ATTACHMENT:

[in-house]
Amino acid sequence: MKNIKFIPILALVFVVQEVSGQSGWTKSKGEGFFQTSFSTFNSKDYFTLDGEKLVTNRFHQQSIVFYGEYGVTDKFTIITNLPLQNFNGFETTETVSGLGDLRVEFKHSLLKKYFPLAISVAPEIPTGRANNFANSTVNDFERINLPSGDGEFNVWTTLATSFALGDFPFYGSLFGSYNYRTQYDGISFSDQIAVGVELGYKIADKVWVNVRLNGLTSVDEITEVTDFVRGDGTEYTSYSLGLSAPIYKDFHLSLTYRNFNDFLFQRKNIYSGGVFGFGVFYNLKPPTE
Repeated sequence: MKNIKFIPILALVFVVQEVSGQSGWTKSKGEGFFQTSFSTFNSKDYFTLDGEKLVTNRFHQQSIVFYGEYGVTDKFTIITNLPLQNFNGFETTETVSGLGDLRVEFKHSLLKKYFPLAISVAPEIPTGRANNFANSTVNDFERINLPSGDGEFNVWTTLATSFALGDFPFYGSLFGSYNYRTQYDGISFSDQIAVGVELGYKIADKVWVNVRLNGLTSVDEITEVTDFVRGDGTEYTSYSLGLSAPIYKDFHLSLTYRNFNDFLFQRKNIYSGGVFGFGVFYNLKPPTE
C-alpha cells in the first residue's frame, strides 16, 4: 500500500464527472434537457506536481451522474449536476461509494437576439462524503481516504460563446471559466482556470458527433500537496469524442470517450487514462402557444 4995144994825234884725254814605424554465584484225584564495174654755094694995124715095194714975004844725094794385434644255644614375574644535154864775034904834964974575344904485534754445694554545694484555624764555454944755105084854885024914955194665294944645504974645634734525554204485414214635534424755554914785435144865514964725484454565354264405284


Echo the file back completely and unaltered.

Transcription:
[in-house]
Amino acid sequence: MKNIKFIPILALVFVVQEVSGQSGWTKSKGEGFFQTSFSTFNSKDYFTLDGEKLVTNRFHQQSIVFYGEYGVTDKFTIITNLPLQNFNGFETTETVSGLGDLRVEFKHSLLKKYFPLAISVAPEIPTGRANNFANSTVNDFERINLPSGDGEFNVWTTLATSFALGDFPFYGSLFGSYNYRTQYDGISFSDQIAVGVELGYKIADKVWVNVRLNGLTSVDEITEVTDFVRGDGTEYTSYSLGLSAPIYKDFHLSLTYRNFNDFLFQRKNIYSGGVFGFGVFYNLKPPTE
Repeated sequence: MKNIKFIPILALVFVVQEVSGQSGWTKSKGEGFFQTSFSTFNSKDYFTLDGEKLVTNRFHQQSIVFYGEYGVTDKFTIITNLPLQNFNGFETTETVSGLGDLRVEFKHSLLKKYFPLAISVAPEIPTGRANNFANSTVNDFERINLPSGDGEFNVWTTLATSFALGDFPFYGSLFGSYNYRTQYDGISFSDQIAVGVELGYKIADKVWVNVRLNGLTSVDEITEVTDFVRGDGTEYTSYSLGLSAPIYKDFHLSLTYRNFNDFLFQRKNIYSGGVFGFGVFYNLKPPTE
C-alpha cells in the first residue's frame, strides 16, 4: 500500500464527472434537457506536481451522474449536476461509494437576439462524503481516504460563446471559466482556470458527433500537496469524442470517450487514462402557444 4995144994825234884725254814605424554465584484225584564495174654755094694995124715095194714975004844725094794385434644255644614375574644535154864775034904834964974575344904485534754445694554545694484555624764555454944755105084854885024914955194665294944645504974645634734525554204485414214635534424755554914785435144865514964725484454565354264405284